Implementation of the ‘INCLUDE Impaired Capacity to Consent Framework’ for researchers
Working with organisations who design and conduct trials to develop a toolkit to help researchers to implement the framework in their work and so design more inclusive trials in the future.
Randomised controlled trials are the gold standard for testing which medical treatments or ways of providing care are effective. But if some populations are routinely excluded from trials, we don’t know which treatments work best for them. We need to design trials better so that they are more inclusive of groups who are under-served by research. The National Institute for Health and Care Research (NIHR) defines under-served groups as being:
‘A group that is less well represented in research than would be desirable from population prevalence and healthcare burden’
The NIHR’s recent INCLUDE initiative recognised that the definition of under-served is highly context-specific as it depends on the particular population involved, the condition being investigated, the research question, and the intervention being tested. Examples include people with particular demographic characteristics such as age or ethnicity, social or economic factors, or health-related factors such as people with disabilities.
Inclusion of people with impaired capacity to consent
One under-served group is people who have cognitive impairment and are unable to provide consent to take part in a trial. This may be due to a condition such as dementia, an acute illness such as a stroke, or a learning disability. Our previous research found that researchers struggle to design and conduct trials involving people with a cognitive impairment due a lack of knowledge and support. Researchers identified a need for more guidance.
Building on the work of INCLUDE and the previous development of the Ethnicity Framework to help trial teams think about which ethnic groups should be included in their trial and how to enable their participation, we have developed the INCLUDE Impaired Capacity to Consent Framework. The framework is intended to help trial teams to identify which people with particular conditions or disabilities should be included in their trial and how to ensure the trial is designed to be inclusive of them. It was developed with researchers and people affected by these conditions and has two parts: four key questions and a series of worksheets to help answer the questions, along with links to more information and resources. We now need to develop tools to help researchers to use the framework in practice.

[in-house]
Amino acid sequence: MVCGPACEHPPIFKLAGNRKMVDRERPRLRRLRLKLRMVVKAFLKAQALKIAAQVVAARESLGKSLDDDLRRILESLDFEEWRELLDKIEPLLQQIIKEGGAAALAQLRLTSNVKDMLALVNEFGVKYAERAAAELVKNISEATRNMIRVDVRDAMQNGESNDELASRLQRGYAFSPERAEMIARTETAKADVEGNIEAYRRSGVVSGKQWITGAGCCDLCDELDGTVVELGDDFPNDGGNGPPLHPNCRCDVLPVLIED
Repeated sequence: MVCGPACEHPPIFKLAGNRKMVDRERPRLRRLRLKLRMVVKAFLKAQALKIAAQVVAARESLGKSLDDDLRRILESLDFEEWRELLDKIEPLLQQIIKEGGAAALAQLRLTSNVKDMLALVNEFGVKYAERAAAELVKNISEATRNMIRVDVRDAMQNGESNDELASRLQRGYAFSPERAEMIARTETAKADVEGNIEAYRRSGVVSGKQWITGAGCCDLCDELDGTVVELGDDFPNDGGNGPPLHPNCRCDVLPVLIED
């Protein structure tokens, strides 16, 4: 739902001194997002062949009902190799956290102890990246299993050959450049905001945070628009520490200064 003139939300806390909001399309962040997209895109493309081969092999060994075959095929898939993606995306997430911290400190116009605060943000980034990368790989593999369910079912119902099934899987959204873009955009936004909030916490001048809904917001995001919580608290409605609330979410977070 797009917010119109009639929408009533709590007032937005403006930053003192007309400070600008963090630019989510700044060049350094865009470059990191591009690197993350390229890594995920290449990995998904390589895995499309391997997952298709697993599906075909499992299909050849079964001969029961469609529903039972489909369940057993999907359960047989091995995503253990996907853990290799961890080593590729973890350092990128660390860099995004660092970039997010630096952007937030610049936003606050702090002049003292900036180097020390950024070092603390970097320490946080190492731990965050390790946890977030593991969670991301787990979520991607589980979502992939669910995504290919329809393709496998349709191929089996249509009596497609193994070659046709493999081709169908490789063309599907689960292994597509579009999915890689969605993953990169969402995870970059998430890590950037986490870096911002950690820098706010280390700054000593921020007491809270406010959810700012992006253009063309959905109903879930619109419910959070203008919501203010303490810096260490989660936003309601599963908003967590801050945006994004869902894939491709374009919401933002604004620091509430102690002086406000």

Implementing the framework
In this project we will work with organisations who design and conduct trials to develop a toolkit to help researchers to implement the framework in their work and so design more inclusive trials in the future. The toolkit will include multi-media resources such as videos and infographics to raise awareness with researchers (and lay research partners) about the issues around inclusivity and the purpose of the framework, and more focused workshop materials to give concrete pointers on how research teams can work through the framework and address any barriers to the inclusion of people with impaired capacity. It will also include the development of ‘easy read’ materials to ensure that the framework is accessible to research partners with additional communication needs.
Involving the public and patients
Members of the public with experience of a condition or disability that affects their memory or understanding, and carers, are part of the lay advisory group supporting the project and are also involved in developing the accessible materials. By involving people with personal experience, we aim to ensure that the framework and toolkit are relevant to all those involved.
Innovation for All
|Start date||1 Apr 2022|
|End date||31 Dec 2022|